In the growing list of potentially humorous backdrops, the African-American family reunion is rapidly becoming an overused archetype. Everyone from Tyler Perry to Red Grant has utilized the setting for their combination of slapstick and cultural satire. Granted, it gives a filmmaker ample opportunity to splatter a broad spectrum of larger-than-life personalities onto an equally oversized and recognizable canvas, but the tendency toward stereotypes and sentimentality often ruins the insights. At first glance, it appears that the new ensemble comedy Welcome Home Roscoe Jenkins will fall into that same clichéd category. But looks, as we all know, can be very deceiving indeed.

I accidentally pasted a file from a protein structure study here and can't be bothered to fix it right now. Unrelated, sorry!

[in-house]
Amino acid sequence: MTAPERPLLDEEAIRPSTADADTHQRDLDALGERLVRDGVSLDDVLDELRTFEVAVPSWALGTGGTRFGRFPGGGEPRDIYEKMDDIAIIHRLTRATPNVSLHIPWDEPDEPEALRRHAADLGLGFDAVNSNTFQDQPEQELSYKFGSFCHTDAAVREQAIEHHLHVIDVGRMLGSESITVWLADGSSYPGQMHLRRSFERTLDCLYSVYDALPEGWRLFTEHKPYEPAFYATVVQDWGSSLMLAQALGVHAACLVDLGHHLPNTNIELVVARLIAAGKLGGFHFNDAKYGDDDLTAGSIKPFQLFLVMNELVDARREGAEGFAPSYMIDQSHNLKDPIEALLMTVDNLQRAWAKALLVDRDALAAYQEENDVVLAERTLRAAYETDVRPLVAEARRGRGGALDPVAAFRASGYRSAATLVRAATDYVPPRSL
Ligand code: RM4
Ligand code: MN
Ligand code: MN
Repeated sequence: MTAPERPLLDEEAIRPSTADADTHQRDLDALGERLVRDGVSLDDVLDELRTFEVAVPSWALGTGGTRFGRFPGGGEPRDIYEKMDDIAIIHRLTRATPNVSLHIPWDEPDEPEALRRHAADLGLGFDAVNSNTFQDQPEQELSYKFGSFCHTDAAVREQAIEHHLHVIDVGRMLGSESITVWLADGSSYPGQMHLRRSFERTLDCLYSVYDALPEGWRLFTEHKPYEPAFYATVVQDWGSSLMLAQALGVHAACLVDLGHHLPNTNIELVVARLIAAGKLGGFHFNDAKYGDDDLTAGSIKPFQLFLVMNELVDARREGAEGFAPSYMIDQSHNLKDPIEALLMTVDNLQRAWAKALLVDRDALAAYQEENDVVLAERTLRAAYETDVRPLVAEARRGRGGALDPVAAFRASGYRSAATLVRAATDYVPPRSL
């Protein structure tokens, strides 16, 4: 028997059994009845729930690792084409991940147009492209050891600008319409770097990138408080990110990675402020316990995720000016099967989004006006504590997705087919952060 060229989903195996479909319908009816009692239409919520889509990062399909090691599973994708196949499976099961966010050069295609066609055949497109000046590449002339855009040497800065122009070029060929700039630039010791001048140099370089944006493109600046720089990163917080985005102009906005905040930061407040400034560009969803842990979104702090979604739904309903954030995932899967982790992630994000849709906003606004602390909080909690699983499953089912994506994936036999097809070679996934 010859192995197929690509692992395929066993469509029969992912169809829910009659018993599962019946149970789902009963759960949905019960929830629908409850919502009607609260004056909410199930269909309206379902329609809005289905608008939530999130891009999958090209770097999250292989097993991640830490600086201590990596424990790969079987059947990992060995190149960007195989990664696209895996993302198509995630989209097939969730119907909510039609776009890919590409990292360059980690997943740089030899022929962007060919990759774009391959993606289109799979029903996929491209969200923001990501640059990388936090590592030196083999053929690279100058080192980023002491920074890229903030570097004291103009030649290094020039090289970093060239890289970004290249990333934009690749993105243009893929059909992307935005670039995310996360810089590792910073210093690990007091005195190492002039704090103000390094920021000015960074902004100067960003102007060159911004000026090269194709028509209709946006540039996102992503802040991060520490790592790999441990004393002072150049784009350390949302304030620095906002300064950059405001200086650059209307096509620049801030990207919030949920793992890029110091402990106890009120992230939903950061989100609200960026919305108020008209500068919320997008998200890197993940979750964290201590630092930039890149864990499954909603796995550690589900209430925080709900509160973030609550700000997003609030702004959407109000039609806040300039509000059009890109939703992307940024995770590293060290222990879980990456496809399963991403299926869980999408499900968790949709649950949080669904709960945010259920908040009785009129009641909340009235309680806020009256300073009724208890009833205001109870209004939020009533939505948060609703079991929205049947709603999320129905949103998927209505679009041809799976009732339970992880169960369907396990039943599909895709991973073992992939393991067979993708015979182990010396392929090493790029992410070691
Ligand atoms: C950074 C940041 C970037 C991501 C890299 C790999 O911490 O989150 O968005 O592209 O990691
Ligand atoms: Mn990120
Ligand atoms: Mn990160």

Having abandoned his Deep South roots for big city fame, Roscoe Jenkins (Martin Lawrence) is now Dr. R.J. Stevens, TV self help guru, media mogul, and fiancé to supermodel Survivor winner Bianca Kittles (Joy Bryant). When his parents (James Earl Jones and Margaret Avery) announce a family reunion for their 50th wedding anniversary, Roscoe is reluctant to go. Seems he still carries sour memories of life with siblings Otis (Michael Clarke Duncan), Betty (Mo'Nique), and adopted "cousin" Clyde (Cedric the Entertainer). Guilt eventually brings him back home, and after nine long years, things haven't changed much. The same old rivalries exist, his father remains aloof and critical, cousin Reggie (Michael Epps) is a no-good hustler, and high school crush Lucinda (Nicole Ari Parker) is as hot as ever. It will be a trying four days -- if he survives that long.
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